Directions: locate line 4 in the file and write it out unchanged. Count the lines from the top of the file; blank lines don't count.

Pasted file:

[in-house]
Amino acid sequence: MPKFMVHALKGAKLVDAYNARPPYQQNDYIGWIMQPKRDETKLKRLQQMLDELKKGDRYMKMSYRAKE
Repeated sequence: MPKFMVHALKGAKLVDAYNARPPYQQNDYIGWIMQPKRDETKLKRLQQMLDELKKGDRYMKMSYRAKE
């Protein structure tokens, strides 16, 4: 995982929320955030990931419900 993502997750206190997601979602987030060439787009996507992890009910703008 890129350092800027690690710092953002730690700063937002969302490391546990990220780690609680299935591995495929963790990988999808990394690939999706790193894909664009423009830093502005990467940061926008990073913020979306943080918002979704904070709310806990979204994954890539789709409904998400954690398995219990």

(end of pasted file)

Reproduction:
């Protein structure tokens, strides 16, 4: 995982929320955030990931419900 993502997750206190997601979602987030060439787009996507992890009910703008 890129350092800027690690710092953002730690700063937002969302490391546990990220780690609680299935591995495929963790990988999808990394690939999706790193894909664009423009830093502005990467940061926008990073913020979306943080918002979704904070709310806990979204994954890539789709409904998400954690398995219990």